Tears are not enough.
Much of Canada, judging by a Twitter-based instapoll, wanted to give Mellisa Hollingsworth a shoulder to cry on after she fell prey to Whistler Sliding Centre's notorious Turn 2, lost time and dropped from a silver-medal position to fifth in women's skeleton Friday night at the Whistler Sliding Centre.
"It's really hard," a teary Hollingworth told CTV. "I feel like I've let my entire country down. Obviously my friends and my family, I know they love me regardless but everyone in VANOC, Own The Podium, my entire federation, they've done so much for me. I just didn't do it."
What a way to end the first week for Canada, pending Jon Montgomery's result in men's skeleton.
It was compounded by coming early on a Friday evening with more people at home watching, expecting a medal that would help the country inch a little closer to the top of the medal count. It followed the Canadian Olympic Committee backpedalling to scale down expectations. In other words, Hollingsworth was set up, and then she made a couple big mistakes, which lets people believe whatever they wish about her.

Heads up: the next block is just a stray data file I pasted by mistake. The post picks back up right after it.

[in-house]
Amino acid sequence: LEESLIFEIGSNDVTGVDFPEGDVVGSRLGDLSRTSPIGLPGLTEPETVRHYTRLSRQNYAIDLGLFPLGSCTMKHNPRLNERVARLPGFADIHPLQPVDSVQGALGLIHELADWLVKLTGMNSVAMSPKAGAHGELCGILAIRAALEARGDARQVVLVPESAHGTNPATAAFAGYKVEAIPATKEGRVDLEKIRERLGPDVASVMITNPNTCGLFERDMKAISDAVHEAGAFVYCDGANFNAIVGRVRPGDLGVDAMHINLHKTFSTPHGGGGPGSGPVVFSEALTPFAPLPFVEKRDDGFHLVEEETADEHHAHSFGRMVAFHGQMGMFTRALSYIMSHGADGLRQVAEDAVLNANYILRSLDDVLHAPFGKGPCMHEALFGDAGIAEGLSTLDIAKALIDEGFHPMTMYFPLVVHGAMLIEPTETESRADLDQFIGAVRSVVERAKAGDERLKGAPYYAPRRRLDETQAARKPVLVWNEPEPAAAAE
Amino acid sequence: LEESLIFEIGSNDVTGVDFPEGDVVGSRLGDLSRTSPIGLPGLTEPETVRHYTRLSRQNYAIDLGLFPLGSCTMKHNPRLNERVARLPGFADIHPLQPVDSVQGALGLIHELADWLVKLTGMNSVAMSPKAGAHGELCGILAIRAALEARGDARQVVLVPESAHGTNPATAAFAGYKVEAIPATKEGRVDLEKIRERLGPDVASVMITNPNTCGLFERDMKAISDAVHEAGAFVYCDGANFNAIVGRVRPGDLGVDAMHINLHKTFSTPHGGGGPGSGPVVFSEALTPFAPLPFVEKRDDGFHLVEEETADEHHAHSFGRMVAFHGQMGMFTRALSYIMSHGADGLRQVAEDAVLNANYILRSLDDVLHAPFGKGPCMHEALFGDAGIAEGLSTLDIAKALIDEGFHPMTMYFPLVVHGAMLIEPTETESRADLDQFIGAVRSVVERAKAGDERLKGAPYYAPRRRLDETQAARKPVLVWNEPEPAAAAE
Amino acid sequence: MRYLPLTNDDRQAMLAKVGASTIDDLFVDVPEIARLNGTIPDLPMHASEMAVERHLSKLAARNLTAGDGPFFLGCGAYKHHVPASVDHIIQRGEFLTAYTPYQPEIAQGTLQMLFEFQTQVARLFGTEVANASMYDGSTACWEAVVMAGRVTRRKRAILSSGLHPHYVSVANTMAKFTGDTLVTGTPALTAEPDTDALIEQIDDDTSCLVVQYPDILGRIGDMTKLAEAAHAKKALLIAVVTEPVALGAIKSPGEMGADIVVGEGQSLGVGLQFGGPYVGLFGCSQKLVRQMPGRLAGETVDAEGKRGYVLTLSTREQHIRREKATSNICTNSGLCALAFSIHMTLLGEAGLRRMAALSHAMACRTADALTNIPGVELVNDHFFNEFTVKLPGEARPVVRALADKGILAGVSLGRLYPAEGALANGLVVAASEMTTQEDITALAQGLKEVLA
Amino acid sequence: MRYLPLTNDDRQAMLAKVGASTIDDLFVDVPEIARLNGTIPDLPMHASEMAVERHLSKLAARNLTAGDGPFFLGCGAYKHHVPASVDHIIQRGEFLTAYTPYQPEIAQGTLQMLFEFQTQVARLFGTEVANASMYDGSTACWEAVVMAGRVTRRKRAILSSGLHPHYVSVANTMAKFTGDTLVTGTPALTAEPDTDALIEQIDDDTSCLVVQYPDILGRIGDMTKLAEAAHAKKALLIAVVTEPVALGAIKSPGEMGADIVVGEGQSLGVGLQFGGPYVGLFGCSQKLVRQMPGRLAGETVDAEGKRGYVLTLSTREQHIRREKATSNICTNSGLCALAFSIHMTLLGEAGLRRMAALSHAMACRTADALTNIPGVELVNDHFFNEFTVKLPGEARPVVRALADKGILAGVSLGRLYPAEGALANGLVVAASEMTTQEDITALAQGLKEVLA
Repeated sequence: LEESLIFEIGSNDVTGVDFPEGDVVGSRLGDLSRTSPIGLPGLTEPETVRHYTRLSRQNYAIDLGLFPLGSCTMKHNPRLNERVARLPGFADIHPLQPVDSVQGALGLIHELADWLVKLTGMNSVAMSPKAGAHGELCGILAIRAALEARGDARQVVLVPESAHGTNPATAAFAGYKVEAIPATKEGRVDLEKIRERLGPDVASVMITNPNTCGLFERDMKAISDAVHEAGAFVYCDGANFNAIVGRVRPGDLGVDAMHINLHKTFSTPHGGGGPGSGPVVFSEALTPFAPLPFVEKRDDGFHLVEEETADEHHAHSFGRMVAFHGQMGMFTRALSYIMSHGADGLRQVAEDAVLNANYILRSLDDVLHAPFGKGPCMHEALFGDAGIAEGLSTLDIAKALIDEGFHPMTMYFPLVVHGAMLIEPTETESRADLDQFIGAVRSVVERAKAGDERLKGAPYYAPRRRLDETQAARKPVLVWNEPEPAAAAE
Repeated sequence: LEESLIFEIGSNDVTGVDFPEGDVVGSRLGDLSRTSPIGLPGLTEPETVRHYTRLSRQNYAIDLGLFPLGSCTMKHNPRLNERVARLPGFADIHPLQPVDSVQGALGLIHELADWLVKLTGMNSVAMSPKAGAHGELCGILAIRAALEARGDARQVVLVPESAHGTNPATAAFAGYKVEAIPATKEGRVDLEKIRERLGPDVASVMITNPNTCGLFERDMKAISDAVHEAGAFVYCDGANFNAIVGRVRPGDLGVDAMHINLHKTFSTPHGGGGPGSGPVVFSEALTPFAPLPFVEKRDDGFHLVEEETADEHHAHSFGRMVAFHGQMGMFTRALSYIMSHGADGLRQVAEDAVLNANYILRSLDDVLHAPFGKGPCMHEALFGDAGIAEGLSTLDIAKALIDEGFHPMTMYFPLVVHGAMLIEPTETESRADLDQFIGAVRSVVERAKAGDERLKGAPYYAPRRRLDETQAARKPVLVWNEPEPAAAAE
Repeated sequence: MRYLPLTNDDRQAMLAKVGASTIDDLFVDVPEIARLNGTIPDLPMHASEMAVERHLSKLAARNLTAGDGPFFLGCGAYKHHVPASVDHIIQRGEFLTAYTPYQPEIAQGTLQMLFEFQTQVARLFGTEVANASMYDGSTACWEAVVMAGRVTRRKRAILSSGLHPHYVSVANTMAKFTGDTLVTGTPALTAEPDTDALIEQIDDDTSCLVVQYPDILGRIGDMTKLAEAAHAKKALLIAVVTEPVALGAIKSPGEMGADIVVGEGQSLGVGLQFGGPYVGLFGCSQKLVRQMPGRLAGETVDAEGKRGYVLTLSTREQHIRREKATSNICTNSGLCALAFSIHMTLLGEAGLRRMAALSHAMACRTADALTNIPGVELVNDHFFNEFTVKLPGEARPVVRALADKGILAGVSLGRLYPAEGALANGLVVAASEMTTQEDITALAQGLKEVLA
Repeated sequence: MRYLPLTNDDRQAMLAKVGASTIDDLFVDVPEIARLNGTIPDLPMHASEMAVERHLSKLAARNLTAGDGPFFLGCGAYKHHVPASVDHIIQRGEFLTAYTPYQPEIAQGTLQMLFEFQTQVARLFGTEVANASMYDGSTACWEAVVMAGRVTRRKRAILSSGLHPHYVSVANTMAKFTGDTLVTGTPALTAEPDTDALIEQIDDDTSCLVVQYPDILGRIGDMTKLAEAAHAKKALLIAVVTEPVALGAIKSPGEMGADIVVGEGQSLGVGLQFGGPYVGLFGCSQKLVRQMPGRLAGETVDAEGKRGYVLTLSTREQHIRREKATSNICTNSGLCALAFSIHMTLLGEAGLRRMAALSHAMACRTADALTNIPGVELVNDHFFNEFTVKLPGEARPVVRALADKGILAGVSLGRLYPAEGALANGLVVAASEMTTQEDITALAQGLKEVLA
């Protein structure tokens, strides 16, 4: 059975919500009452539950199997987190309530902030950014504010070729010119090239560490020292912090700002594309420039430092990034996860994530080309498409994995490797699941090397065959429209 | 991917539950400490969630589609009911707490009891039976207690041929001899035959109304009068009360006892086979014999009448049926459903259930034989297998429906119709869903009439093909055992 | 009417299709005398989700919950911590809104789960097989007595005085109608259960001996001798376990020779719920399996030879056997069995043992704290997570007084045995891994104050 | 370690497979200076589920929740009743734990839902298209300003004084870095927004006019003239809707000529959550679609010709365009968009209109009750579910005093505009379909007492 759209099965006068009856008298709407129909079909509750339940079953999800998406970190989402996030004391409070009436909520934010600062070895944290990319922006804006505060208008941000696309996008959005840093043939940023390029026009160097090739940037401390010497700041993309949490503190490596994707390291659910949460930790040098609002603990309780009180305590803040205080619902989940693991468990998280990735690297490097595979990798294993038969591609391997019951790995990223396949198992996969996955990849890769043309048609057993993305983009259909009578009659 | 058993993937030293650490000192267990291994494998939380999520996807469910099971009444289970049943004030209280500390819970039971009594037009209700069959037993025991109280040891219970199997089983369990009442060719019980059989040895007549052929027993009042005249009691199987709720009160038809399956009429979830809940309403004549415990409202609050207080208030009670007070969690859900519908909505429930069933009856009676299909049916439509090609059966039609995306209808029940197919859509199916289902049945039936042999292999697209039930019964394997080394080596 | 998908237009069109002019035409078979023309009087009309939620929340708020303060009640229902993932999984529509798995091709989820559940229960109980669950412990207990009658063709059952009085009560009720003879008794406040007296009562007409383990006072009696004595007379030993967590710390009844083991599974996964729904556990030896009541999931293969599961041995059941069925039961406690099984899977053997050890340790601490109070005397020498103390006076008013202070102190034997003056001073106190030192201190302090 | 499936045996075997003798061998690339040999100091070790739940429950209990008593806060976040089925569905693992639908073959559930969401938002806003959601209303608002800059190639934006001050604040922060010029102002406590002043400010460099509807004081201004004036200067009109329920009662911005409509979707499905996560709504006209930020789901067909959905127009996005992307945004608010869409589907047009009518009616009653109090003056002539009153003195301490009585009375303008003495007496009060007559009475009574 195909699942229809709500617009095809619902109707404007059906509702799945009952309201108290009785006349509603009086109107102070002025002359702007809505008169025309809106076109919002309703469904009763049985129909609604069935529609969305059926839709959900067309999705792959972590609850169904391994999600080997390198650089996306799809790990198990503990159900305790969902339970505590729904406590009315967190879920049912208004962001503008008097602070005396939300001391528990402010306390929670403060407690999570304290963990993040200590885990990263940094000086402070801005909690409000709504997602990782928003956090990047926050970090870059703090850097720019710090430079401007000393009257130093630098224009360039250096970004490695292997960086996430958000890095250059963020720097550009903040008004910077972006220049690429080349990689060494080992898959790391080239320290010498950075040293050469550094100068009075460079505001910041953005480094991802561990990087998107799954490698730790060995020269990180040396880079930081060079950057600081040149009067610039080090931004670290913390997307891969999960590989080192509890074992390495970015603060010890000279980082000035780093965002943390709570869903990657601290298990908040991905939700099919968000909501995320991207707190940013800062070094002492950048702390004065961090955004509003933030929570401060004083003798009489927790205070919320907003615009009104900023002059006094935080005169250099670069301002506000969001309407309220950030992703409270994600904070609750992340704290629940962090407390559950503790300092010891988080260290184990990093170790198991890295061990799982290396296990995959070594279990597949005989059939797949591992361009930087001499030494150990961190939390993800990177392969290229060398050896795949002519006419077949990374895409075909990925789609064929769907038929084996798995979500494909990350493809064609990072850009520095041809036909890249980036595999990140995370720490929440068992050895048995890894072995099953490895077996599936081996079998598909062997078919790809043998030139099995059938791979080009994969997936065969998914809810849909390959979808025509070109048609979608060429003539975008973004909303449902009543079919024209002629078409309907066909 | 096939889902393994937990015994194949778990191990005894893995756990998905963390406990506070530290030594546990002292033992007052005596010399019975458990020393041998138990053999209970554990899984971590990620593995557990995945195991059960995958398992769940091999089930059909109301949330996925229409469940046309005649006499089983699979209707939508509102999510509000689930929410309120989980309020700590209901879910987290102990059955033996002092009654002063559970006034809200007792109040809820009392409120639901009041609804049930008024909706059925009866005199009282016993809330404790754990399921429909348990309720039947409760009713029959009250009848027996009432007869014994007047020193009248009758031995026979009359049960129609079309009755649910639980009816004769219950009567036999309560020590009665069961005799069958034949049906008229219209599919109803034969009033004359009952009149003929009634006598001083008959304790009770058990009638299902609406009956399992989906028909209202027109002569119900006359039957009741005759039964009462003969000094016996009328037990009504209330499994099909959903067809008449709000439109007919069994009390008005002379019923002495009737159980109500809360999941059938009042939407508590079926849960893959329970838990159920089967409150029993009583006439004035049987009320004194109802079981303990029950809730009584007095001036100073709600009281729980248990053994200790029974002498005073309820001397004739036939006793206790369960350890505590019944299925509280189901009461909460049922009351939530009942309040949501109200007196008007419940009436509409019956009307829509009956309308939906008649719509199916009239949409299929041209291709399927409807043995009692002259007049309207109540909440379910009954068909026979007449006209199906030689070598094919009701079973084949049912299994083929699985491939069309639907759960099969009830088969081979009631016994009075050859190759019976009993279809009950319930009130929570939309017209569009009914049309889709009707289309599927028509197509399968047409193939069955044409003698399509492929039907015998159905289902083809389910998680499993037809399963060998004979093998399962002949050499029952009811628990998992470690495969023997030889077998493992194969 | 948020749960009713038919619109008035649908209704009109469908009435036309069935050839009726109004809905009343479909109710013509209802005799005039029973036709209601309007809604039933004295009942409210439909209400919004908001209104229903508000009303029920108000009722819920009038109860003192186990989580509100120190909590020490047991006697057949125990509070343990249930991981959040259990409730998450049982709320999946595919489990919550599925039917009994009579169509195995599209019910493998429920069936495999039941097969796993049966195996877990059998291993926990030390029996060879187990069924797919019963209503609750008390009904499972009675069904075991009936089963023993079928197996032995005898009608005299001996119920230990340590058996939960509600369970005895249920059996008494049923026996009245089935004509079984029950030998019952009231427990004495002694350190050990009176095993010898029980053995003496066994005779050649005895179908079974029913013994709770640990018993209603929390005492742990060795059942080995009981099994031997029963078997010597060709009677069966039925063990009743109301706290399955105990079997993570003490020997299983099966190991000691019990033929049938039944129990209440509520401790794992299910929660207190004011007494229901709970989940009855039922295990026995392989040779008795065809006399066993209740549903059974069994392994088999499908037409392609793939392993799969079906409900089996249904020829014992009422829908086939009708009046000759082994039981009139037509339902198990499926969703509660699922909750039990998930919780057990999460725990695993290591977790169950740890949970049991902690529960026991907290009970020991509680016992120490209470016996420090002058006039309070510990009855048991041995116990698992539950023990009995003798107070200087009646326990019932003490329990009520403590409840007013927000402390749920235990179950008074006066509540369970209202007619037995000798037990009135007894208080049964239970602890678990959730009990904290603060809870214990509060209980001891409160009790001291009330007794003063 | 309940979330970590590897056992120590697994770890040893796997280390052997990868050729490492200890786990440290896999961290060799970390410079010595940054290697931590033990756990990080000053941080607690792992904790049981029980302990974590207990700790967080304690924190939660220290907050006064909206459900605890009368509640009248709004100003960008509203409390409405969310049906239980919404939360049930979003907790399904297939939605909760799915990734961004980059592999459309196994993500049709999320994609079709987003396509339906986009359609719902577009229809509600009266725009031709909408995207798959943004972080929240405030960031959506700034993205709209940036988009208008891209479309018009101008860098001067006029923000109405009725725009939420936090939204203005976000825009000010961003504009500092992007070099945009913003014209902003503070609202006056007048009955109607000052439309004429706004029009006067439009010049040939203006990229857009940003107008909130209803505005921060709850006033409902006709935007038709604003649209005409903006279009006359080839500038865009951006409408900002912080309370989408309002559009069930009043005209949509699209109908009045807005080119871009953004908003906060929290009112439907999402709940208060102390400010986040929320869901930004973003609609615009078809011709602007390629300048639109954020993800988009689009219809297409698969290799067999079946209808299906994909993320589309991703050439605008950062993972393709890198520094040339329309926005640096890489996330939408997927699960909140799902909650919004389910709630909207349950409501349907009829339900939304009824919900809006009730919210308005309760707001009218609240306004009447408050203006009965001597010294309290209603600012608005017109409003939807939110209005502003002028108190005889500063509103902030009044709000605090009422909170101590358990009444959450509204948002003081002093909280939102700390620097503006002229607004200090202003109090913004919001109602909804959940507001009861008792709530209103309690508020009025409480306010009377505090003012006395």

So, it would probably misread the room to play up one irony. Some creeky Brits tweaked Canada earlier in the week for being more focused on winning the most medals than hosting the competition. Now Canadian fans' solace, notwithstanding any official protests about her helmet, is being happy for Amy Williams, who won Great Britain's first Winter Games individual gold medal in 30 years.
Nate Silver still believes the gold medal race isn't over, since medals are still up for grabs in curling, hockey and both long- and short-track speedskating, Canada's strengths. Take a little time for the zing-go-the-heartstrings part. It was a shame for Hollingsworth, but so it goes in a sport where one inch one way or the other is everything.